Parenting is one of the most challenging areas of our lives. A parent might be top in their career field, might have been a Grade A student in school and college, and may have breezed through many other areas of their life. But when one becomes a parent, it is never an easy ride!
As a child very quickly develops from being a sweet little baby into a real person – with his/her own personality, opinions, challenges, temperament and desires, us parents are faced with the challenge of accompanying our child on his journey of self development and self discovery, and in doing so we are forced to jump on the bandwagon and develop and discover ourselves too.
Parental Self Discovery
What do I mean by the self development and discovery of the parent? Have you ever had your much needed sweet slumber disturbed in the middle of the night by a child who has wet his bed, has had a bad dream, who needs a drink, who’s pacifier has fallen out?! (And then an hour later by another child….) Have you ever been at your wits end from your 3 year old who is kicking or hitting other kids in the park for no good reason? Have you ever wanted to scream “BE QUIET” (or maybe something a little stronger?!) to the child who is moaning incessantly? Have you ever felt pure rage at the older sibling who is kicking the younger and weaker child? What about the clumsy child who yet again spilled juice all over the freshly cleaned floor? The child who colored all over your wall with permanent marker? The child who comes home from school and decides that you are his punch bag to vent all of his frustrations from the day (after you spent your whole morning preparing him food, doing his laundry, thinking of how to make him happy…etc) Has your child ever disturbed you when you are trying to work? Has she ever taken your expensive phone or laptop and broken it? THE LIST GOES ON AND ON!!
Our children challenge us in multiple areas, pressing our buttons in so many ways. These daily challenges force us to come face to face with the REAL self. Not the perfect person that we want to be nor the near-perfect person we sometimes fool ourselves that we are. Parenting is extremely humbling and is a journey of discovering our insecurities, our deepest needs and our greatest hopes. It requires a tremendous amount of self analysis and self-work, in order to truly see who our children really are – not who we would like them to be – and to expand ourselves beyond what is easy and comfortable and give to our children what they really need.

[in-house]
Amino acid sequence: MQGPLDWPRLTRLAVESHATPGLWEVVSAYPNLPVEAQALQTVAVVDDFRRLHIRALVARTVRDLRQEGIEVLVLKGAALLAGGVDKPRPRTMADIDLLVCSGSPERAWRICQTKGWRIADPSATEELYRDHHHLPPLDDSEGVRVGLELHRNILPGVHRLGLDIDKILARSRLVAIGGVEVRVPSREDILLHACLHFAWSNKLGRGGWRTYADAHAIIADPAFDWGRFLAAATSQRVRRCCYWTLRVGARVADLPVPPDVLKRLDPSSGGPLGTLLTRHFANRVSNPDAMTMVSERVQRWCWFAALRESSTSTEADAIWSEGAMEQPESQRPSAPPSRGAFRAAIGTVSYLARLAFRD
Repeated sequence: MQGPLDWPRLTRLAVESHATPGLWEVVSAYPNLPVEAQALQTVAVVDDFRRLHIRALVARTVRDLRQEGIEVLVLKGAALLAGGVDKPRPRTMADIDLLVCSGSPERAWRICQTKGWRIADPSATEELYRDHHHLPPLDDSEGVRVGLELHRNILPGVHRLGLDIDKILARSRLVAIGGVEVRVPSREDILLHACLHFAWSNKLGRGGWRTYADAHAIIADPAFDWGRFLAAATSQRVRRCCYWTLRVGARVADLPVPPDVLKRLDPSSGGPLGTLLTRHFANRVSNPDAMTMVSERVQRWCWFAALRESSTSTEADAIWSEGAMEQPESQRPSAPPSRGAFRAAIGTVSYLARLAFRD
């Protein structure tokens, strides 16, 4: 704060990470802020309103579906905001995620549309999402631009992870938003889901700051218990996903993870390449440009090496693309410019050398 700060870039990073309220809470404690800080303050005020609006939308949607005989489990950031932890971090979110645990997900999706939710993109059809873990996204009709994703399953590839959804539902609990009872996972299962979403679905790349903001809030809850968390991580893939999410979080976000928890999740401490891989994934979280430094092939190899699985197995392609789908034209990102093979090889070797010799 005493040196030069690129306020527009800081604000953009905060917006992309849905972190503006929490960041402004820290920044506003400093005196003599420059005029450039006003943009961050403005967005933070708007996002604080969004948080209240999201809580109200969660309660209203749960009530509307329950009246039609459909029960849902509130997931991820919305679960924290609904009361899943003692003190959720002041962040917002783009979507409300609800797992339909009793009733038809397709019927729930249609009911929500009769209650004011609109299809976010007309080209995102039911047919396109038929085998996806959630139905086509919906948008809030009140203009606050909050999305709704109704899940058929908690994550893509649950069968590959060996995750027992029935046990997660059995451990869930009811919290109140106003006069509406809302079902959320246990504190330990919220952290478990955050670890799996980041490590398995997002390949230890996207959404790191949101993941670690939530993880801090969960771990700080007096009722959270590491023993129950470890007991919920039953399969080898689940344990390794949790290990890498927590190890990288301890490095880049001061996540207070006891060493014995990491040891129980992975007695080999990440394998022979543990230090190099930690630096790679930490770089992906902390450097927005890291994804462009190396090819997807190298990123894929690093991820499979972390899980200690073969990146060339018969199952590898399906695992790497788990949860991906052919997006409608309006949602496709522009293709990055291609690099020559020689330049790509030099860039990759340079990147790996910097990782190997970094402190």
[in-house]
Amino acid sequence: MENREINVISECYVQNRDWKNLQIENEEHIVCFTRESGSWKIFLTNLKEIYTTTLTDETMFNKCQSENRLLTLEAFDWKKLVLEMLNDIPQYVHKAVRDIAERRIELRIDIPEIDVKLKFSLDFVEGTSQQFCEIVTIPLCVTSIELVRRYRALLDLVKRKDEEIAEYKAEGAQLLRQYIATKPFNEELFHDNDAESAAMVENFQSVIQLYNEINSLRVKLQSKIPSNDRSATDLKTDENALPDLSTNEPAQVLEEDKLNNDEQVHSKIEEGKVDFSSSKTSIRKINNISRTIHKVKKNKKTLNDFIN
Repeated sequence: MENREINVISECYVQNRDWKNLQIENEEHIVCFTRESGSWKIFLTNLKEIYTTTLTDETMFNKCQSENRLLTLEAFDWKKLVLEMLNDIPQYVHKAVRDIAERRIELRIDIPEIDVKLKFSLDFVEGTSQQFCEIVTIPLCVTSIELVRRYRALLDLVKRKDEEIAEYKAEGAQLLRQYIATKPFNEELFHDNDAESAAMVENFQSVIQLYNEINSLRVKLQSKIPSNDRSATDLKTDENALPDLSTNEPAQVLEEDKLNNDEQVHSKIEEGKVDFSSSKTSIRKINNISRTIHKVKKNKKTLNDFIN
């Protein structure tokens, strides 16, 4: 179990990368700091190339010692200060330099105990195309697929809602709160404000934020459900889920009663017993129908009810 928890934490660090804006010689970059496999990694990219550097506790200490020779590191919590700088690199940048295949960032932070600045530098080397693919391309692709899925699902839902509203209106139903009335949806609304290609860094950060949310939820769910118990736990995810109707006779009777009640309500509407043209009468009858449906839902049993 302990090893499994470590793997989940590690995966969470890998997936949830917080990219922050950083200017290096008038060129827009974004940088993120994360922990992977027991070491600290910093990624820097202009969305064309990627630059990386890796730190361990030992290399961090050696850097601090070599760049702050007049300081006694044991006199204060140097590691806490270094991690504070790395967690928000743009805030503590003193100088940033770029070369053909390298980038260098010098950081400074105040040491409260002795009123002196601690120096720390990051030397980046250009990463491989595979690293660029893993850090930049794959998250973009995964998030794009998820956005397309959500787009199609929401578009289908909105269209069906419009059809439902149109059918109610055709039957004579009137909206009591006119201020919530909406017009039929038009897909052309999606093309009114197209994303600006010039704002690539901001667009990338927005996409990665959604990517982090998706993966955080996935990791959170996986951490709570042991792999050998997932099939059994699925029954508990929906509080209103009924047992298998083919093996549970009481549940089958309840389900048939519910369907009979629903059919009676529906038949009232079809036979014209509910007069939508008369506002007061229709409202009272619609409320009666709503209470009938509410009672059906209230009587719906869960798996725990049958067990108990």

Speech In Parenting
What has this all got to do with speech?
The vast majority of our interactions with our children from the moment we wake up in the morning to the moment we hit the pillow at night are done through the medium of speech. What we say and of course what we choose not to say constitute a large part of what we call parenting.
As the Chofetz Chaim Heritage Foundation book Positive Word Power says:
“When a diamond polisher approaches a valuable stone to cleave away its impurity, he doesn’t dare attempt the job with a blunt instrument. He marks exactly where the imperfection lies and uses precision tools to ensure that no part of the stone is unnecessarily harmed.
The diamond polisher does what a parent – one who truly appreciates the value of the neshama (soul) entrusted to him – must do when helping his child overcome his imperfections. The words he uses must be precisely aimed at their purpose. If he uses the blunt instruments of condemnation, insult and anger, he destroys a part of what is precious in the child.”
In this section of the Website, we will be exploring the power of speech in the arena of parenting. In any interpersonal relationship, speech has the ability to build or destroy another person. How much more so when dealing with a child who is so impressionable and who’s self -image is defined purely through the eyes of the people around them.
An analogy is given of a teacher who wanted her young students to paint pictures of themselves. To the children she favored she gave bright colors and soft pastels but to the ones she had difficulty relating to she gave dark and dull colors. With those colors they had no choice but to paint dark, bleak pictures of themselves whereas the others painted bright colorful pictures that looked attractive to themselves and to everyone else.
Imagine a 5 year old boy who refuses to pick up his toys and his father calls him a “lazy boy” or an 8 year old girl who doesn’t want to share her treat with her younger sister and her mother asks her “why are you so selfish?” These parents have just added another dull dab of paint to their child’s self portrait.
With every word that we speak to our children, we are providing them with the palette for their self-portrait. A child is a work in progress. Unlike adults who have self esteem that (hopefully) has built up over the years, children only see themselves through the eyes of those around them. As parents we have the greatest impact in determining that self-image. Harsh words and criticism OR words that build, encourage and compliment, will seep right into a child’s developing self-image building their personality and sense of self that will stay with them for the rest of their lives.
הלימוד לזכות הילד אלישע בן אילה לרפו’ש